When my son was little, he was prescribed a diet high in a certain micronutrient found in turkey, along with a few other foods, so I made our own turkey breakfast sausage from ground turkey as turkey sausage was not readily had where we lived. People used to look at me funny if I mentioned it. 😀


Amy December 1, 2023 at 9:25 am

I make it once a year. I use fresh cabbage from a local market. I let it sit a few days and then soak them, so any bugs make a run for it. Then I shred using a mandolin slicer. I put them in 2 crocks, one 2 gal and 1 3 gal. I let the cabbage let off water and add the brine. I fill a 2-gallon zip loc with the water and get all the air out of it. Put them in out barely heated garage. Wait 4 weeks and bring them in. Decant into different jars and give to family and friends.

If I ever stop, they will probably revolt.


mary in maryland December 1, 2023 at 11:08 am

Too much sauerkraut really isn’t a thing at our house. I used to do crocks full, but the lifting got to be too much, and I never felt like experimenting with the huge lots. Then I met Holy Howe via google. She suggests quart batches and has several fabulous recipes. We are particularly fond of the cabbage/beet/ginger/apple and the cabbage/carrot/ginger/garlic.
Howe has clear instructions—for best fermentation use at least 75% cabbage and add salt equal to two per cent of the weight of all non-salt ingredients. We eat a lot of kraut as a garnish with meals. The one with garlic enlivens a salad quite a bit. My favorite post-Katz book is “Fermented Vegetables” by the Shockeys. They introduced me to fermented garlic paste. The paste is milder than raw garlic and means I don’t have to peel and crush a clove every time I make a composed salad. .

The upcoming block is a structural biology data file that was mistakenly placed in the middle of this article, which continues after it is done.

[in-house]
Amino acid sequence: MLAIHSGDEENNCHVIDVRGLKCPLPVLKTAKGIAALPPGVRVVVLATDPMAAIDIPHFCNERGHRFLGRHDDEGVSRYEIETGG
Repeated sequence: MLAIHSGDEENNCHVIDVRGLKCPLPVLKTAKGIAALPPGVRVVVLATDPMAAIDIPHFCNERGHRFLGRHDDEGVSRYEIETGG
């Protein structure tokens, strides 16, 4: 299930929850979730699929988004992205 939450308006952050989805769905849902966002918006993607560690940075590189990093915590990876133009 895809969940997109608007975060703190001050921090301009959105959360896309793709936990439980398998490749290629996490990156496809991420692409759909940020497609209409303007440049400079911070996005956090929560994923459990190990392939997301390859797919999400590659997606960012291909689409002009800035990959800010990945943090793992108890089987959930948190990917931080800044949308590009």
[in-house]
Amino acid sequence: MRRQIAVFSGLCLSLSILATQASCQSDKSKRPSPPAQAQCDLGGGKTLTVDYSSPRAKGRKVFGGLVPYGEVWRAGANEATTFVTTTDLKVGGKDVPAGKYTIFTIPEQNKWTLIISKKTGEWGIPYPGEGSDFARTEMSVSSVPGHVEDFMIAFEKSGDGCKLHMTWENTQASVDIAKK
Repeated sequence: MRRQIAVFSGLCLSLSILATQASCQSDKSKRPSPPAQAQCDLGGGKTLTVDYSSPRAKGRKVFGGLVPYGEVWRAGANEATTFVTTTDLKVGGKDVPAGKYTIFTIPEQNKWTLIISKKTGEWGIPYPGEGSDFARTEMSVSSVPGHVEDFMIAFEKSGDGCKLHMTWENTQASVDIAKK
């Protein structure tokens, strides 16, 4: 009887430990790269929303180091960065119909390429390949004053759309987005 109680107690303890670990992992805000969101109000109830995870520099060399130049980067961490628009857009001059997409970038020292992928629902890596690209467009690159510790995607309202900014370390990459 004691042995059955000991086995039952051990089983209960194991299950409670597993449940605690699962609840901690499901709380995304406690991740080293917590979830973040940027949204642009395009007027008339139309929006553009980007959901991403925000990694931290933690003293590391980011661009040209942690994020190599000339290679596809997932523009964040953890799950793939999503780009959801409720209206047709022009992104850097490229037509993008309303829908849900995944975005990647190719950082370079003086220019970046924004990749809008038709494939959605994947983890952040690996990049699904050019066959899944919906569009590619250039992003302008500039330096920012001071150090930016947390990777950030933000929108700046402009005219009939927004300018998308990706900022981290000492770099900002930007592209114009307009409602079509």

I’m giving designer krauts as holiday gifts this year. In a lot of Bonne Mamam jars I collected via Buy Nothing. I did have a batch that came out with a trace of musty undertaste. We’re eating it in salads dressed with a mustardy vinaigrette—no ill effects yet. I’m not even sure it’s bad—I think it’s just not as good as the recent blends. I use the Ball jar metal springs to press things down and their lids with the tiny one way valves. They were one of the less expensive options and work well.


mary in maryland December 1, 2023 at 11:10 am

I had bad luck with a batch I tried in the winter basement–chilly enough that mold outran the lacto bacilli. However, in the summer the basement is perfect and the kitchen counter is so warm that the ferment gets squishy before it reaches peak flavor. I like things quite sour and usually start sampling at four weeks and harvest at six. .


Ava December 1, 2023 at 1:15 pm

I have made it a couple of times and it was very good. I thinking just followed a simple internet recipe. Chopped the cabbage, salted it, massaged it, packed it into quart jars. I don’t think I put a weight on it. It was very good. I need to do it again.